ISLAMABAD: The conflict in the Middle East has exposed the hypocrisy and moral corrosion of countries fuelled by transactional and self-serving interests.
This notion was echoed at a roundtable on “Middle East conflict: evolving geopolitical dynamics” organised by the Center for Research and Security Studies (CRSS).
Diplomats, scholars and policy and civil-military experts evaluated the response of the Arab and Muslim world, economic and regional security implications of the conflict, the role of the United States and China and prospects for conflict-resolution.
Former ambassador Tasneem Aslam said the current turmoil in Gaza was not something that occurred overnight but was, in fact, the consequence of “persistent humiliation, dehumanisation and marginalisation of the Palestinians”.
“This war - aimed at the systematic elimination of Palestinians from their homeland - will only lead to greater instability in the Middle East while severely impacting countries like Egypt and others too,” she said.
Highlighting a turning point in the history of global politics, the seasoned envoy added, “This conflict has shaken the conscience of people around the world. Now it is not just Arabs and Muslims vs Israelis and Jews. This war resonates with the African-Americans, Latinos, the enlightened generation of Jews living abroad, and all those groups who have faced decades-long persecution and injustice.”
Recognising the broader geopolitical dynamics at play, former ambassador Riffat Masood added, “The world must look at and understand this conflict in the context of Iran-US rivalry. Their historical role necessitates their inclusion and active role in the discourse for the peaceful resolution of this conflict.”
She noted that a gradual shift in Arab nations’ ties toward Israel, and the involvement of Russia and China in the Middle East - subsequently threatening the US’ sway in the region - has played a key role in exacerbating the conflict.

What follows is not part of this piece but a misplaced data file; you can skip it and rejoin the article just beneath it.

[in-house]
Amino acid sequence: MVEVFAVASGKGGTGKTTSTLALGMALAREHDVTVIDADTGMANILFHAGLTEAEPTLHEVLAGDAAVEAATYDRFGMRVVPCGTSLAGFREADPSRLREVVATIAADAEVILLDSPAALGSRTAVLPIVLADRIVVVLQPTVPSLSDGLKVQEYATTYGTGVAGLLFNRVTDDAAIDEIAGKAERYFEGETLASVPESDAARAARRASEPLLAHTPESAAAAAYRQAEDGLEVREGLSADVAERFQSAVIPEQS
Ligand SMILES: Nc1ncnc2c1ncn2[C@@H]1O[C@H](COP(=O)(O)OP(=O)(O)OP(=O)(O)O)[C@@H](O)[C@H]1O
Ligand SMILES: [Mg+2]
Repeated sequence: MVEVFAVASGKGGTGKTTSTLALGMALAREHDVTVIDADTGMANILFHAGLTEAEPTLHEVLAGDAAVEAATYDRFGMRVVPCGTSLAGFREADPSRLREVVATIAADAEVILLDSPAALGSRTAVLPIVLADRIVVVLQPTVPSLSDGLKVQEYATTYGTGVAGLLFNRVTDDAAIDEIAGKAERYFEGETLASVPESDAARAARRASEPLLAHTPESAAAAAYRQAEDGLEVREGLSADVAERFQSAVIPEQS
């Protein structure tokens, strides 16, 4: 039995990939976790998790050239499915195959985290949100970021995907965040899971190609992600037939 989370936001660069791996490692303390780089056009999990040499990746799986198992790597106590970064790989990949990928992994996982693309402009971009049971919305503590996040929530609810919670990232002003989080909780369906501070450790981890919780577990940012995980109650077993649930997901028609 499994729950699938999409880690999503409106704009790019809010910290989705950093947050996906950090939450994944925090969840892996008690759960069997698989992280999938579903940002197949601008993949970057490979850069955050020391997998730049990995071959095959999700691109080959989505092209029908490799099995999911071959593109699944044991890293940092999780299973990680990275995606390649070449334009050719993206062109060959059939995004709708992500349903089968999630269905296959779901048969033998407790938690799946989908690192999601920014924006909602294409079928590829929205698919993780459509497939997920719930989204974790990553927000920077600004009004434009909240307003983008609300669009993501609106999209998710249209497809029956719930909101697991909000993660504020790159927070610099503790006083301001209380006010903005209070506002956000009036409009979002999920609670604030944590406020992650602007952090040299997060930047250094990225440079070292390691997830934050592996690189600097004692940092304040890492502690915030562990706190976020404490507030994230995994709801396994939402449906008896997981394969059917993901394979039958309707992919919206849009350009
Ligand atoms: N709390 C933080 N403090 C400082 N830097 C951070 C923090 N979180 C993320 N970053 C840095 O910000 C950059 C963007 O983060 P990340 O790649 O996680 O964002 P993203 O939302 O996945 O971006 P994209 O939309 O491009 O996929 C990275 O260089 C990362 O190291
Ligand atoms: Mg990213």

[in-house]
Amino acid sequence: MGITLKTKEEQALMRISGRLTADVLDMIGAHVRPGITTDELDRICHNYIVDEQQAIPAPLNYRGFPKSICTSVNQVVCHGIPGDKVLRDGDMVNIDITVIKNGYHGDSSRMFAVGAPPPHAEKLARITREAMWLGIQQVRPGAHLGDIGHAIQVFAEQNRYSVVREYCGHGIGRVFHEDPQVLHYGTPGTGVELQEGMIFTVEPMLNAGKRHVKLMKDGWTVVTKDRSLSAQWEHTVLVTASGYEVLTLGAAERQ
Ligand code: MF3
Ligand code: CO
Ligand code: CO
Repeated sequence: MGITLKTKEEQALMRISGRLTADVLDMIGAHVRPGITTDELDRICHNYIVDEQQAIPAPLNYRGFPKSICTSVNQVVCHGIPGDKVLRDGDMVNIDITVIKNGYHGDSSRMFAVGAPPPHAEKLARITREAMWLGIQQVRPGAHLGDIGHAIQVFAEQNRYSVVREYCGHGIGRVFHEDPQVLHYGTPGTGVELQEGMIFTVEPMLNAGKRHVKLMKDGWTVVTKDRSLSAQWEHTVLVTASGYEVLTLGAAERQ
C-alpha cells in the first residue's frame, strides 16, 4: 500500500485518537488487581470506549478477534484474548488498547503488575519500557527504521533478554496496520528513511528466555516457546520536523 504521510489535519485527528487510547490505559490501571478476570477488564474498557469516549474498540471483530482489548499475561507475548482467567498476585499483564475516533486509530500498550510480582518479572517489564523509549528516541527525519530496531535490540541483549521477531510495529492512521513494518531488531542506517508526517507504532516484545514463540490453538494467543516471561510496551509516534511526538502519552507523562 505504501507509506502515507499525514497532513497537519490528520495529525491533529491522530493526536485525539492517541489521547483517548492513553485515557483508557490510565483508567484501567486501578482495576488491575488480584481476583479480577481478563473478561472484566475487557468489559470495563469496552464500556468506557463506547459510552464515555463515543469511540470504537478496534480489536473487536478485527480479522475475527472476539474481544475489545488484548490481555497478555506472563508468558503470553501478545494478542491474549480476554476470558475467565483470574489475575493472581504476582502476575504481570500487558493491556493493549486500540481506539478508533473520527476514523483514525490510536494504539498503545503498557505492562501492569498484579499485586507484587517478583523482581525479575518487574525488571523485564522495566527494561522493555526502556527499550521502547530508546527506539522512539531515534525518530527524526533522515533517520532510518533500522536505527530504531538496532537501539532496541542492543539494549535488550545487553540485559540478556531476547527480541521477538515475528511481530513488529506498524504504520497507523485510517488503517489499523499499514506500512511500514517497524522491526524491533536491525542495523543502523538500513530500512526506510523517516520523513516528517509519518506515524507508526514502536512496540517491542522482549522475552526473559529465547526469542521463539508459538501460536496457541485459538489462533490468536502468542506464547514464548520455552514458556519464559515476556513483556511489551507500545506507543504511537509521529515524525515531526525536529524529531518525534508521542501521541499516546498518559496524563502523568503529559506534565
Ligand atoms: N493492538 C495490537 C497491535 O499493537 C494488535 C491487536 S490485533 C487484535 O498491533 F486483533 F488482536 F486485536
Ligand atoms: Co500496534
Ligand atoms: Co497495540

“Modern democracies around the world, particularly in the West, should not associate themselves with expansionist and colonising powers. This is a decisive moment for them - history will remember if they align with the might or logic and humanitarianism,” she concluded.
Former ambassador Shahzad Chaudhry emphasised the need for a two-state solution to prevent the deterioration of the humanitarian crisis and ensure long-lasting peace.
“Key figures, including Biden, Netanyahu and the Palestinian leadership could pave the way for peace through such an agreement. In that manner, we will have peace handed over to the world by a small group of powerful and rational leaders. To materialise such a solution, world leaders must believe in peace and play a much-needed role in putting an end to this conflict rather than justifying the loss of innocent lives,” he said.
Dr Zafar Nawaz Jaspal, Professor at the School of Politics and International Relations, Quaid-i-Azam University, said the massive public support for Palestinians witnessed in the West following the latest conflict in the Middle East indicated how public opinion had failed to influence the Western, democratically-elected governments.
He applauded China’s role as a global harbinger of peace given how it envisions a two-state solution as the only viable option to resolve the Palestine-Israel issue.
Haroon Sharif, former minister of state and chairman of the Board of Investment, said self-serving economic and political interests had blinded the conscience of the countries, including the ones most proximate to the conflict.
Retired Lt Gen Asif Yaseen Malik criticised the role of peace bodies in resolving the conflict and for their casual approach and lack of strategic foresight, adding Palestine holds minimal significance on their agenda. He underscored the detrimental impact of internal divisions among Muslim and Arab nations, questioning the immediate stakeholders’ demonstration of minimal concern on the issue.
Dr Mohammad Ali Ehsan, a postdoctoral scholar at the International Affairs Department of Kazan Federal University, Russia, said Pakistan’s unclear stance on the current turmoil stems back to a broader flaw: lack of expertise on the Middle East. He urged the concerned actors to invest in scholars, teachers and experts at the formal education as well as foreign policy levels.
Former ambassador Qazi Humayun moderated the discussion and emphasised how the Middle East crisis had sent shock waves all over the world.
The participants said countries like the United States and China had a key role to play in addressing the conflict. They must encourage both parties to extend an olive branch.
Shedding light on the current stance of the Biden administration and inclination towards Israel, they said this had only harmed the US and EU’s global stature due to exclusionary foreign policy decisions. Such strong opposition to the US policy is being witnessed after a very long time. The same is the case with the EU.
Published in Dawn, November 20th, 2023